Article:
Cripple Creek & Victor


How about a 2 foot gauge?


Several railroads raced to the Cripple Creek & Victor Mining District with the discovery of substantial deposits of gold and silver.  Both narrow and standard gauge equipment was used.  (I find no historical reference to 2-foot gauge being used in the mines or anywhere else in the district)  In 1894, the Florence and Cripple Creek Railroad was the first to reach the area, soon followed by the Midland Terminal Railroad.  In 1897 the Cripple Creek District Railway Company was formed.  In 1904 the Colorado & Southern arrived in the area.  There were some shared tracks, but often there were parallel tracks in most areas.


The last train left the district in 1949.


On June 28th , 1967, Dr. John M. Birmingham opened the Cripple Creek and Victor Narrow Gauge Railroad for business. The CC&V has been carrying passengers ever since.


The track goes south out of Cripple Creek, past the old Midland Terminal Wye over a reconstructed trestle, past many historic mines and terminates near the deserted mining camp of Anaconda, then returns back to Cripple Creek.  Trains run about 2 miles out of town, stopping at several mining sites and a brief explanation of the site is presented. Return to town is in reverse, stopping on a wye so the next outbound train can pass. Total time is about 45 minutes.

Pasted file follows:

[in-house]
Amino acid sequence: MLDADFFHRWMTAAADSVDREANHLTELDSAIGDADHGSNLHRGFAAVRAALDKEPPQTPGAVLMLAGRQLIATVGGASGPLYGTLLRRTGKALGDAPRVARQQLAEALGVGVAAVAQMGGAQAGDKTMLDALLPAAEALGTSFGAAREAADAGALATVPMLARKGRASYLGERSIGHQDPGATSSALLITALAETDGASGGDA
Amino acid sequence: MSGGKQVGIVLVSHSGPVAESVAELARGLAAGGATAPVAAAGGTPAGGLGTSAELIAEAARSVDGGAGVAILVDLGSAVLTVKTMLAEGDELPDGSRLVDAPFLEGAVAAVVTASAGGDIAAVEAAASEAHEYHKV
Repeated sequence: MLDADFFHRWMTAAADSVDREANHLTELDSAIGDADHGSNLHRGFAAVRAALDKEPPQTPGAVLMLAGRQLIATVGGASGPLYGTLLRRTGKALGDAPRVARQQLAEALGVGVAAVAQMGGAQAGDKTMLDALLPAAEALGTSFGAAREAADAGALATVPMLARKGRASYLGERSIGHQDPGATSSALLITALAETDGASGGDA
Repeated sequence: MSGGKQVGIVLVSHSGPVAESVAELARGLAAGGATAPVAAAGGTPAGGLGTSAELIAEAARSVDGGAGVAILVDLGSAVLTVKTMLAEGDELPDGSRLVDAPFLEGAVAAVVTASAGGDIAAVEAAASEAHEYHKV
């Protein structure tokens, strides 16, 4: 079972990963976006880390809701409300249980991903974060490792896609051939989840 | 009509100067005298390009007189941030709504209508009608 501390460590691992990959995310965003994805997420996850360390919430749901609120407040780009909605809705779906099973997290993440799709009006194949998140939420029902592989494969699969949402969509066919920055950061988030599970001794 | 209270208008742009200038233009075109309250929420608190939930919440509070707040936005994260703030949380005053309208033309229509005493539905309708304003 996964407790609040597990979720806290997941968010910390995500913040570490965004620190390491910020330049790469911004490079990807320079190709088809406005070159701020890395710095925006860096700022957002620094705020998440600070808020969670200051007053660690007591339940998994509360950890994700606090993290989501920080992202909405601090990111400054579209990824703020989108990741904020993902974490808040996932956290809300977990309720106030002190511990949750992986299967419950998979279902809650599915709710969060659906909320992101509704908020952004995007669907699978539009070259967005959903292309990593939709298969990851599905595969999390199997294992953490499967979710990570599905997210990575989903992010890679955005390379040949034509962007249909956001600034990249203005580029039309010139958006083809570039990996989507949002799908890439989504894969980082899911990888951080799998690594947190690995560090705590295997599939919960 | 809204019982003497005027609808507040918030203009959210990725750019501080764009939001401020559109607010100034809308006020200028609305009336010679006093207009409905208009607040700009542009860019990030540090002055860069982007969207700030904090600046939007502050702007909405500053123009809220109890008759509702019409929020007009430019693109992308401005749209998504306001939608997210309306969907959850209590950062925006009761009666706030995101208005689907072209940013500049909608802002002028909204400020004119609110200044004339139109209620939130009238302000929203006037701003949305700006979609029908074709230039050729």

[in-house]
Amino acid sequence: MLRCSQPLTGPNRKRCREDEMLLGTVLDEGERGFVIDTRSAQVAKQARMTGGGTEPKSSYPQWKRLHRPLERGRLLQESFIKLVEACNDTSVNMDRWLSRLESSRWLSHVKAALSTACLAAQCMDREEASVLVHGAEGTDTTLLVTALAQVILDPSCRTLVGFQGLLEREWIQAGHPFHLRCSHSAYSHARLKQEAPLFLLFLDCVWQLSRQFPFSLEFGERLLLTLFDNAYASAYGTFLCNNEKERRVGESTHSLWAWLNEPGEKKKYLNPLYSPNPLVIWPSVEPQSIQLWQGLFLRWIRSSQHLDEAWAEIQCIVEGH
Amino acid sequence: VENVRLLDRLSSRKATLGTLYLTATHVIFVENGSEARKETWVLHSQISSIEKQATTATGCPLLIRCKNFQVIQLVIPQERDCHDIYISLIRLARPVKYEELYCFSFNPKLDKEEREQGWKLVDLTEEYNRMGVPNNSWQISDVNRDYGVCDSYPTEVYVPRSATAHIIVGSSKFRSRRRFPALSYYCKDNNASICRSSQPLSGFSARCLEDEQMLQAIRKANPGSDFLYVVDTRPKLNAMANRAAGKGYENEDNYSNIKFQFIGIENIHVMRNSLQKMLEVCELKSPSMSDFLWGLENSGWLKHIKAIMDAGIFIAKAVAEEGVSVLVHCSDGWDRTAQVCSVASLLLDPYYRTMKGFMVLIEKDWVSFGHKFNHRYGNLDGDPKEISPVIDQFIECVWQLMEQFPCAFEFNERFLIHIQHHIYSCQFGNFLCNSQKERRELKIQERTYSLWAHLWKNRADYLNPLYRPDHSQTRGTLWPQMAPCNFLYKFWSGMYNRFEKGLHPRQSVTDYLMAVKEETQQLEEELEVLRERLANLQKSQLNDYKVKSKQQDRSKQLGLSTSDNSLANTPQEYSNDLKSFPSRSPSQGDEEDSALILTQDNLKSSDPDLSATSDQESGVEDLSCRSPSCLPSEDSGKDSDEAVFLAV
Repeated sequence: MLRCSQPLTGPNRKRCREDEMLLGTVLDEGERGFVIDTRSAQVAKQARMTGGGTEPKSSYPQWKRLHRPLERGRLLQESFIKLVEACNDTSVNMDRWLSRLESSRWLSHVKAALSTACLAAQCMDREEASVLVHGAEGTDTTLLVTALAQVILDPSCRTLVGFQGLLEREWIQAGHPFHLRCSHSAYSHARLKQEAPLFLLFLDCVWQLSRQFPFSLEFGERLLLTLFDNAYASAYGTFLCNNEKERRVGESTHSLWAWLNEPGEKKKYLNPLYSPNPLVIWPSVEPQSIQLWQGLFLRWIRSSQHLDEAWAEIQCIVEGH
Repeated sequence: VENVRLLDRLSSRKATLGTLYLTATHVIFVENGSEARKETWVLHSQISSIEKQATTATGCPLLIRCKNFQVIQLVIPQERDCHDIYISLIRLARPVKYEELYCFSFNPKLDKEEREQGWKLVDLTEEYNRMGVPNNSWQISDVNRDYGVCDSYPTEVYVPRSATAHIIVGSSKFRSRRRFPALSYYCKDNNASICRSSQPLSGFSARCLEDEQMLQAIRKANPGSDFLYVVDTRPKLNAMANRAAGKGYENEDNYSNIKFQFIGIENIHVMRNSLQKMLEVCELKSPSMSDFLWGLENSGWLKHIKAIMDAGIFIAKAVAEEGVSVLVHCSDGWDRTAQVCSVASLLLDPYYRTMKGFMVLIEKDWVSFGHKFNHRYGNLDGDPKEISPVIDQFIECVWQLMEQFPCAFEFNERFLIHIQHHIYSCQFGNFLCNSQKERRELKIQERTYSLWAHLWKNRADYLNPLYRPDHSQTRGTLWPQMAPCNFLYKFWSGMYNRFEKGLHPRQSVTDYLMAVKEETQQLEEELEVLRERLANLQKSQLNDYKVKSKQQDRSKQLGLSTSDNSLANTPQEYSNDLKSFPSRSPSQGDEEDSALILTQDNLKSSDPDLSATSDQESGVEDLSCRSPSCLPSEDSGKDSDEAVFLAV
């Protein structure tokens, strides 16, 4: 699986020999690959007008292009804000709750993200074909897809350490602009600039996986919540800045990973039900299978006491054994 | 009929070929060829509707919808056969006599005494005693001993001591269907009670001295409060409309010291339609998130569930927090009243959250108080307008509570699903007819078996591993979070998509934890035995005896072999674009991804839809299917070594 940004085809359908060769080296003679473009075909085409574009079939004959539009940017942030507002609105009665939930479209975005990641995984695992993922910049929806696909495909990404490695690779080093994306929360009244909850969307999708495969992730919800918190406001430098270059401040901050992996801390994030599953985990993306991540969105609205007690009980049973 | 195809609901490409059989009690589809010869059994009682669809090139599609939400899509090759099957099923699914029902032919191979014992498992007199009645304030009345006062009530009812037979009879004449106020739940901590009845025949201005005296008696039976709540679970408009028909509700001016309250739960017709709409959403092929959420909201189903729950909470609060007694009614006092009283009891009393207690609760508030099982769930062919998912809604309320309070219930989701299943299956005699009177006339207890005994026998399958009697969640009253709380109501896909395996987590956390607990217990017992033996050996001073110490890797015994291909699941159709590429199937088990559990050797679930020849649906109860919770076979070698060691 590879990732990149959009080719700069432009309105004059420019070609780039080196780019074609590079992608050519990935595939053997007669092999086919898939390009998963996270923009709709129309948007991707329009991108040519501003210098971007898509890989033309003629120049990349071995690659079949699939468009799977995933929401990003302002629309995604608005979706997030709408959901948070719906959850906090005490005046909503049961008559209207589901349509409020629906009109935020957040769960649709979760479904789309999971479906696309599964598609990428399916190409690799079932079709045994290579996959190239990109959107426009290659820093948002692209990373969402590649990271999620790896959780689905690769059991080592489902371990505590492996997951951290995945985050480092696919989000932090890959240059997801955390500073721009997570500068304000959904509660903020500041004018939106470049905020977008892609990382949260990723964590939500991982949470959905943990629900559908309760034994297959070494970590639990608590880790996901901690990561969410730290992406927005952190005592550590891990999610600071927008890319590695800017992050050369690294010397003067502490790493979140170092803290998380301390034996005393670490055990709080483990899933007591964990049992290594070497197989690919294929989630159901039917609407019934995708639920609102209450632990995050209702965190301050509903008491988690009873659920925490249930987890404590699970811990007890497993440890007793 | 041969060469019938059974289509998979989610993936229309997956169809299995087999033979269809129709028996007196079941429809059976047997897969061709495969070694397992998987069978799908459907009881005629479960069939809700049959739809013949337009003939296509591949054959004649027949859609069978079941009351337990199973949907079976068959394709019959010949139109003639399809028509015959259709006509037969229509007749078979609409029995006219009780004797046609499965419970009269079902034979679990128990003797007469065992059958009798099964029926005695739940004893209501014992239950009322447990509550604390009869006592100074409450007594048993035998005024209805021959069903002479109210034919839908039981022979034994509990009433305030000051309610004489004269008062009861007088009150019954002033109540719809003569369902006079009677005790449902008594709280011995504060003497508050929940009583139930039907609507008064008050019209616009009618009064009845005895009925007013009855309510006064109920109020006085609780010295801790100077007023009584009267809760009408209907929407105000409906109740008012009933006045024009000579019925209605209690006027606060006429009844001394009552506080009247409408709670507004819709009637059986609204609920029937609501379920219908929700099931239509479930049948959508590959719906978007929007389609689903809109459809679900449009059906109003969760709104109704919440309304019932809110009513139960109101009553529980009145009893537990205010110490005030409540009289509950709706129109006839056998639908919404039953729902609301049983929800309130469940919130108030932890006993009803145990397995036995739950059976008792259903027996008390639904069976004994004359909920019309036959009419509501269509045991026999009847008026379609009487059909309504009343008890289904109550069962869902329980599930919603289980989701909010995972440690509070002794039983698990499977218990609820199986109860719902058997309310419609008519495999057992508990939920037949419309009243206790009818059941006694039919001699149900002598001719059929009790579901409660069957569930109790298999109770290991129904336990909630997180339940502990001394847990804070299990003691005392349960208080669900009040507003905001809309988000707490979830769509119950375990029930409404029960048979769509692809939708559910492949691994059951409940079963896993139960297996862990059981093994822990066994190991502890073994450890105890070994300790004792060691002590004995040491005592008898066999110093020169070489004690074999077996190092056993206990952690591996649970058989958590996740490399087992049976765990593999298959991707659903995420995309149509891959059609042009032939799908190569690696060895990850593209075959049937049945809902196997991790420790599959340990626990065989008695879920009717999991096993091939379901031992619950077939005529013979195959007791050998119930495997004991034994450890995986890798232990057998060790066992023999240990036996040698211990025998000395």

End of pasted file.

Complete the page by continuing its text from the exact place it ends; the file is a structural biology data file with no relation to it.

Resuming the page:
There is a large open pit mine blocking the train from reaching Victor.  There are discussions with the mine owners about extending service through to Victor.



#1:  0-4-4-0, Compound Mallet built by Orenstein & Koppel, in Germany in 1902.  Used to haul lead and zinc in the mines at Avalos Zacetacus, Mexico.


#2: 0-4-0, built by Henschel, in Germany in 1936.  This 15-ton engine's prior use is unknown.


#3: 0-4-4, built by H. K. Porter Co, Pittsburgh, PA in 1927.  This 15-ton engine was used to haul lead and zinc in the mines at Avalos Zacetacus, Mexico.


#4: 0-4-4-0, Superheated Meyer type Mallet, built by Bagnall, in England in 1947.  This 26 ton engine was used in a South African sugar plantation.


One is a 1951 General Electric, four wheel, Diesel-Electric engine, originally battery operated for underground work at the Idarado Mine near Telluride.


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